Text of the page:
A coalition of insurance industry and health care leaders has formed a non-profit organization to help insurers worldwide screen, test and triage members to combat the alarming increase in excess mortality.

Members of the group The Insurance Collaboration to Save Lives say they are alarmed by excess mortality and morbidity trends that have not returned to pre-pandemic levels three years after the start of the Covid-19 pandemic.

Excess deaths, generally defined as more deaths than expected, increased during the pandemic from 16.8 to 28.1 million excess deaths from all causes worldwide. But as Covid-19-related deaths decline by 2022, excess mortality rates persist in many countries.

“It was the fire insurance industry that got together and created the fire department…We need some fire brigades, because things are on fire.”Josh Sterling, former equity analyst and co-founder of Collaboration

Statistics show that the death gap will increase the number of US deaths by 34.8% in 2021, resulting in 892,491 additional deaths that year. When controlling for population size, the annual number of excess deaths increased by 84.9% between 2019 and 2021. In other words, the number of excess deaths has nearly doubled each year, according to UCLA’s California Center for Population Research.

Additional morbidity comes with additional losses for insurers that can be significantly mitigated through digital screening and triage of policyholders.

Josh Sterling, former equity analyst and co-founder of Collaborative, estimates that proactive screening and testing can bring insurers a 50x to 100x return on mortality savings. More importantly, though, he said, health screenings, targeted blood tests and intelligent use of data can save lives.

“We think insurers can have a positive impact on the health of a large proportion of their screened members and will realize hockey-stick returns from mortality savings,” he said.

Sterling compares the insurance collaboration to save lives to the Red Cross, the Underwriters Laboratory, or the Institute for Highway Safety, independent or government agencies that have reformed health care, regulation, building codes, and automotive safety.

“It was the fire insurance industry that came together and created the fire department,” he said. “We should do the same thing here. We need some fire brigades, because things are on fire.”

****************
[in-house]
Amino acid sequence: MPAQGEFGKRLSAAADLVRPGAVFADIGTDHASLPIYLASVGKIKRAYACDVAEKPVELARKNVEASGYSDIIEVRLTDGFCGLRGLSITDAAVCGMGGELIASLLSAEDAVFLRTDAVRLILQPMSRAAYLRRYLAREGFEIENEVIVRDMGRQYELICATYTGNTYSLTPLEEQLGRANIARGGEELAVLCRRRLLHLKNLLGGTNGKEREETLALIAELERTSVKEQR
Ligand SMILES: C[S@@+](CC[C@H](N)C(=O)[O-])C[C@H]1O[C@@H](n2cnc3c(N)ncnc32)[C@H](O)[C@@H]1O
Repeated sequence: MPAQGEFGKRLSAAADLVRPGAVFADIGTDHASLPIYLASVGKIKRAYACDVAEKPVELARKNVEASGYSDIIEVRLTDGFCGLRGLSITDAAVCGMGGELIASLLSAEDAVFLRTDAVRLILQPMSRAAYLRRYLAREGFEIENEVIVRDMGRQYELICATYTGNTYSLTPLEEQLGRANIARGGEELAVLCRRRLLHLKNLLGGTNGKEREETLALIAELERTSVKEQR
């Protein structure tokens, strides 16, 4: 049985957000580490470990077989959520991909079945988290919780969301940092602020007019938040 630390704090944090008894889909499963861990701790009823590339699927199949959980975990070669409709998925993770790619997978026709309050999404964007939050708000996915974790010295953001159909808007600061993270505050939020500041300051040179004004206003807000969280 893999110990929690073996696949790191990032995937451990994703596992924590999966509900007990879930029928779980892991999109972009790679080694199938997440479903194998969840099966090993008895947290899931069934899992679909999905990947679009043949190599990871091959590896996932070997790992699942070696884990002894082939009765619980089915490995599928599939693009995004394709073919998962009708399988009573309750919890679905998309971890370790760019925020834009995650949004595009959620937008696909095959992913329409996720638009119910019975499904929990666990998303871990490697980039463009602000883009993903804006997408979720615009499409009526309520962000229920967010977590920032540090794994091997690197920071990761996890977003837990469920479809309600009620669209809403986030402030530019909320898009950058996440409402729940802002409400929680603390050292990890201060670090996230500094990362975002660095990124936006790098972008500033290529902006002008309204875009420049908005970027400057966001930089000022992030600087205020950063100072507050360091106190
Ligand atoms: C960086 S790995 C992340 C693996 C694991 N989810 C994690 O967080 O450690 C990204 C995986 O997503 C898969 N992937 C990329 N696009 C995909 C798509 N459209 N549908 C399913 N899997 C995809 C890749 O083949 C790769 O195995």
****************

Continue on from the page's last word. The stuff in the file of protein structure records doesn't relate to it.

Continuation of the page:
The insurance industry may have problems ahead

Sterling believes insurers have a small window of opportunity to move on from the excess mortality problem before it becomes a major financial problem for the insurance industry. The collaboration is seeking support and working capital to eventually roll out screening processes nationwide and then globally.

Assuming an average life policy of $200,000 and screening costs of $200, the savings would cover costs if 0.1% or 1 in 1,000 lives were saved.

“So what we’re saying is ‘let’s come up with a bunch of technology that detects problems’ and let’s try to do it on an Internet timeframe, or a startup timeframe, or a public health emergency timeframe, as opposed to the insurance industry timeframe. , which is naturally much more long-term in nature,” he said.

The insurance industry needs support

Sterling says the collaboration, with help from the insurance industry, could save 1 million lives over five years. One million lives, he said, is just 1.5% of global deaths each year and 15% of global excess deaths in 2022.

“If you’re spending like $5,000 a year on a life insurance policy, it’s not crazy to spend $100 or $200 every year or every year on screenings,” he said. “They should be happy to make this investment to improve the quality of life of their members. Even if you look at it from a marketing perspective, it’s probably a worthwhile thing.”

Sterling hopes to have a pilot program in the market within three months That schedule can be greatly enhanced with corporate sponsors.

“Even with Covid starting to decline, there seems to be an issue with mortality, which I believe is a public health issue right now that can be addressed by leading insurance uptake,” he said. “I think long-term, the potential for litigation from this is going to be greater for the insurance industry than things like asbestos. So, let’s try to figure it out and solve this problem.”

Doug Bailey is a journalist and freelance writer based out of Boston. He can be reached [email protected].

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